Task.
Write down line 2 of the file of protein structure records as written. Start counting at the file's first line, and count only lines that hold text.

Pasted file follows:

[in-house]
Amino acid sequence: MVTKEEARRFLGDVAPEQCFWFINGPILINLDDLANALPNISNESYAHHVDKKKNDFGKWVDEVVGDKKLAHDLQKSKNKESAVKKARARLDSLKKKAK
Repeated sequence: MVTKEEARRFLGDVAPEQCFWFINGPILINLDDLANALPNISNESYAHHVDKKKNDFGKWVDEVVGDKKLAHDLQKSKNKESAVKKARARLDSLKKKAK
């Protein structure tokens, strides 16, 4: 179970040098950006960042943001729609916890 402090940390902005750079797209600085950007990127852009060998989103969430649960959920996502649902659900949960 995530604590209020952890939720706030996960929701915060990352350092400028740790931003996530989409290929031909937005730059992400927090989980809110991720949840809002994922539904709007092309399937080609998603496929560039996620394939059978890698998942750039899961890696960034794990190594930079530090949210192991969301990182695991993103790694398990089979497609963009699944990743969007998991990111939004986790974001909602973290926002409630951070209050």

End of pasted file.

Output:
Amino acid sequence: MVTKEEARRFLGDVAPEQCFWFINGPILINLDDLANALPNISNESYAHHVDKKKNDFGKWVDEVVGDKKLAHDLQKSKNKESAVKKARARLDSLKKKAK